The way that a lot of this “cutting-edge research” winds up being implemented ought to give us pause; out in the real world, where “medical professionals” are prescribing these psychoactive substances, it’s usually something like “OK, here’s a prescription for 3mg of X, try it for three weeks, then come back and we’ll evaluate…”. Trouble is, the doctors aren’t out actually observing the actual real-world effects of the drugs, they’re relying on the patient self-reporting–And, that patient is the one on the drugs!! Nobody goes out to ask peers/managers/spouses if they’ve seen any changes in behavior, or what those might have been.

    Frankly, I think that anyone prescribed psychoactives of any kind ought to be in a residential program with full-time observation by professionals. The way they do it now, for “therapeutic purposes” is completely bug-f*ckingly insane. I’ve watched guys I worked with in the Army go on this inexplicable hell-ride on a roller-coaster of emotional and cognitional changes, only to later discover that my “disciplinary problem” had its roots in some quack with a white jacket conducting free-form biochemical experiments on them.

    I remain highly dubious of the entire proposition, and would not under any circumstance suggest that it’s either ethical or wise to inflict these “cures” on the general public the way they are. The really frightening thing is when you go into the literature and research the crap they’re using, and you find that most of it is highly suspect and with really abysmal numbers behind it all.

  3. Harry Jones says:

    Far be it from me to defend the psycho-pharmaceutical racket. But what’s the alternative? When you’re out of ideas, whack it with a hammer.

    I’ve known a few people who ought to have been locked up, but society lacks the will to lock them up. All in all, I prefer the authorities err on the side of civil liberties rather than err on the other side. But they do err.

    I’ve known people with issues tell me there should be more mental health care. When I press for details, it turns out they mean more of the same. More drugs, at lower cost. No one has any better ideas.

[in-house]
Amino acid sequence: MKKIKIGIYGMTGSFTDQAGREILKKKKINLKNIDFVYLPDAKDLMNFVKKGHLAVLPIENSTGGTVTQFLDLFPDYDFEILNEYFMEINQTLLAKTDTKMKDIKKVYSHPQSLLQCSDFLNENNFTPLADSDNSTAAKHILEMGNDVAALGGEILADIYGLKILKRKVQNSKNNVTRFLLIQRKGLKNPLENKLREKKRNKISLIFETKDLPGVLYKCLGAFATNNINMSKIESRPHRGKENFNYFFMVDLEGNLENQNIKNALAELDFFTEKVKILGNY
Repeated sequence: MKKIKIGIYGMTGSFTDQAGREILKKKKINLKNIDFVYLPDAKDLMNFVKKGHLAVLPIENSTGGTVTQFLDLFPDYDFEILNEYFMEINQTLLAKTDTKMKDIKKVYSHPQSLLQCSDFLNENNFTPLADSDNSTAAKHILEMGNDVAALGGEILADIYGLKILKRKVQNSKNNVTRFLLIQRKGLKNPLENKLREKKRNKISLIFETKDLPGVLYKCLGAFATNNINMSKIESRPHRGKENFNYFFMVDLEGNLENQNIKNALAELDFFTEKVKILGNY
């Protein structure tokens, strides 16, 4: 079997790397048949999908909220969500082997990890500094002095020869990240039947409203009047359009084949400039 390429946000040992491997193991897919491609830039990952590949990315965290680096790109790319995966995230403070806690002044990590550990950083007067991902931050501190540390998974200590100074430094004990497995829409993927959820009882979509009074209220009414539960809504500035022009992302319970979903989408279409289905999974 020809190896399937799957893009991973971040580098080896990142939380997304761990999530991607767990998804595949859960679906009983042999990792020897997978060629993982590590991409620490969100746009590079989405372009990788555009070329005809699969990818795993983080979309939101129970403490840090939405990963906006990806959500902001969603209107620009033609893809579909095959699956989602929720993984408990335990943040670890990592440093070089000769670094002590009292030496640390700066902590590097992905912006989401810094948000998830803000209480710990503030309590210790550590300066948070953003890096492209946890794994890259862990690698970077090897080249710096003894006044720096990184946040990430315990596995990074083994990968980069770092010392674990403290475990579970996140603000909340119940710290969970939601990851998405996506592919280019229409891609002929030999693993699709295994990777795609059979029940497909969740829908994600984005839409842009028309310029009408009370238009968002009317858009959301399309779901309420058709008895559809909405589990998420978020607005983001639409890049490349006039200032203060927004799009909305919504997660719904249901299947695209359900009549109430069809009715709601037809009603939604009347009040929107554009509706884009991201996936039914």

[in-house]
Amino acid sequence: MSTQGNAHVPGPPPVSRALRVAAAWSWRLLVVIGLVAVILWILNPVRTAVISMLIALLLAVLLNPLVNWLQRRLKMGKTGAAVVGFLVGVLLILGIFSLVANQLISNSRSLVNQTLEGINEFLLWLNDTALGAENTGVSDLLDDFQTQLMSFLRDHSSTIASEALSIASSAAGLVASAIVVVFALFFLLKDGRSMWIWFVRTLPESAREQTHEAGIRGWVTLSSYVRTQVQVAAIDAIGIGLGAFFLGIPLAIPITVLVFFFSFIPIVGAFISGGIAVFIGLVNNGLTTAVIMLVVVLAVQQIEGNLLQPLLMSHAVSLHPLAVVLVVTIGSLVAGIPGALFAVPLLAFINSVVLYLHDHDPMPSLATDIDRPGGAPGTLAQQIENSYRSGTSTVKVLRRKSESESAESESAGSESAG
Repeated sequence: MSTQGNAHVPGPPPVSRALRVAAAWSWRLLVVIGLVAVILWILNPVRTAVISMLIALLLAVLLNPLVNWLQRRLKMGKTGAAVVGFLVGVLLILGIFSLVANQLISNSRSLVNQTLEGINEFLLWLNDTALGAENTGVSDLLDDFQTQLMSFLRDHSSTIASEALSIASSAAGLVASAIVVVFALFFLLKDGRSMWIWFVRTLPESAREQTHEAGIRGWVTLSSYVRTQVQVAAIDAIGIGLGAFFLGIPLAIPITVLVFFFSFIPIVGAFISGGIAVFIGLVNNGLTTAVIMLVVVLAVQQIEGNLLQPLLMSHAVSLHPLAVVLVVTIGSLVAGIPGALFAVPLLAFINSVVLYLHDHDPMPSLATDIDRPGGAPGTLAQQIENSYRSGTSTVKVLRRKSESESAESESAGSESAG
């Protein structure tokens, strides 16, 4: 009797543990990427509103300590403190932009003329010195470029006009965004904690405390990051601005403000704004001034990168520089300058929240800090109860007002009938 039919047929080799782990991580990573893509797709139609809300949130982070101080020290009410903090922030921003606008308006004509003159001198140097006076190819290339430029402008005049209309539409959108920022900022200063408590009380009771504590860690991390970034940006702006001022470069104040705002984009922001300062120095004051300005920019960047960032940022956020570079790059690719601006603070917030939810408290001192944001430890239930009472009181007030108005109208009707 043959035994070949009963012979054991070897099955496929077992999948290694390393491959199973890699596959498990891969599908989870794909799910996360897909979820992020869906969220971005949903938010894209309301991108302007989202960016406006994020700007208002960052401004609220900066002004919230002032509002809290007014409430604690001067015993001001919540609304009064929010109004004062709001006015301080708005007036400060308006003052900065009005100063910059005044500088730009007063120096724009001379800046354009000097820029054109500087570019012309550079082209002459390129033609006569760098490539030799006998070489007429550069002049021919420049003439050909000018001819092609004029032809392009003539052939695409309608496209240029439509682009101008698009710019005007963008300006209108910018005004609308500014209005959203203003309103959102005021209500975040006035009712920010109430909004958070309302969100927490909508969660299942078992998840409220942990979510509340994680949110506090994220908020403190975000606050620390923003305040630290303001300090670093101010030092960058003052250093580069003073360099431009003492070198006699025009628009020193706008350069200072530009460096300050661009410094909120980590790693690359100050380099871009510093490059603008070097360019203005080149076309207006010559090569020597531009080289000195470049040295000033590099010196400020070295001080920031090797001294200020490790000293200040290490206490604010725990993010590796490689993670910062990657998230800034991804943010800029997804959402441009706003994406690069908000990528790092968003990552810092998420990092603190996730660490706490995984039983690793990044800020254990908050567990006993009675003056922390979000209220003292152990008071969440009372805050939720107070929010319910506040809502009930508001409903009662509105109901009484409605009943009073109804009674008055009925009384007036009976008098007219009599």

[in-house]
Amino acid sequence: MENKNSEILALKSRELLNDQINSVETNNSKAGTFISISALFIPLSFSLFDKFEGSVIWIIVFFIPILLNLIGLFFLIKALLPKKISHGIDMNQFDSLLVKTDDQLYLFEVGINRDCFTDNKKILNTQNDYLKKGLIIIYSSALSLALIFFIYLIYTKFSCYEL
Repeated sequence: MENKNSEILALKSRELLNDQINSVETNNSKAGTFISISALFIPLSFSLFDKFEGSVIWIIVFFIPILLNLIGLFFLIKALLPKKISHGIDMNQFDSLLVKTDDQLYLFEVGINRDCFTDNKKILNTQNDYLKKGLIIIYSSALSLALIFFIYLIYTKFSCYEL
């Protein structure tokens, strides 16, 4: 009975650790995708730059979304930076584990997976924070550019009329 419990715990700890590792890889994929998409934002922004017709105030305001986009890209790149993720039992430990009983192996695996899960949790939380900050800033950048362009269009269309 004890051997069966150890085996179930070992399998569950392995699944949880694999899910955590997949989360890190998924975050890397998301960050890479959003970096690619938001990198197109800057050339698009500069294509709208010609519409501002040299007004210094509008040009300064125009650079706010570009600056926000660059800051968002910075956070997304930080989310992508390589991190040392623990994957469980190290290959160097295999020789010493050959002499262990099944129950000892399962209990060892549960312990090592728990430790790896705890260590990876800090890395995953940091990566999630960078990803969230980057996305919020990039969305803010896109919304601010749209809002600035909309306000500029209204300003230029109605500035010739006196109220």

Human, all too human.

  4. Kirk says:

    All I’d advocate for is keeping people on medical observation under controlled circumstances until you’re done whacking them on the side of the head with chemical hammers.

    The free-form open-area experiment methodology that they seem to be so fond of? I’m not too happy with that crap, especially since they use medical privacy laws to keep everyone around them from knowing what’s going on.

    You want to screw with brain chemistry, you need to be doing it under controlled medical supervision, not out in the public sphere.

  5. Harry Jones says:

    My approach to the liberty dilemma: let the patient have it either way he wants so long as he’s not allowed to have it both ways. An experimental treatment will be entirely voluntary, and with the patient confined to a secure facility. He can choose to quit any time and walk out the door, but he can’t walk out the door without quitting first.

    Have him sign an agreement to the effect to keep the lawyers at bay.

  6. Kirk says:

    We marvel at the casual and cavalier way the Romans used lead in everything, and in how much lead wound up in their diet/environment.

    I strongly suspect that future generations are going to look at our casual and unthinking use of estrogen-like compounds in our industrial operations as being the equivalent–And, that they’re going to look at what we’re doing with the brain chemistry of our mentally ill as being tantamount to the trepanning and bizarre ideas of Medieval medicine regarding humours and other such-like fantasies.

    None of this sh*t strikes me as being well-advised; we just don’t know enough. I look at the current behavior patterns I observe in young males everywhere, and the effeminacy/dysfunction I see in what a lot of them are doing strikes me as possibly being hormone-related. Likewise, the females; they’re having their natural levels of testosterone suppressed by all the estrogen-like compounds, and are fudging up their natural balances between the two yin/yang sides of the equation, and that’s where a lot of the dysfunction we see around us derives from.

    Give it a few generations, and I bet we start to see studies proving that all out. What to do about it? No idea, but I think production and use of a lot of these compounds needs to be curtailed severely.

  7. CVLR says:

    Well, over the past half-century or so, sperm production has taken a massive dive, and the water, in the immortal words of Alex Jones, really is turning the frickin’ frogs gay. There’s no shortage of studies to either effect on Google Scholar.

    It’d be a pretty ingenuous way of suppressing discontent, if it were intentional.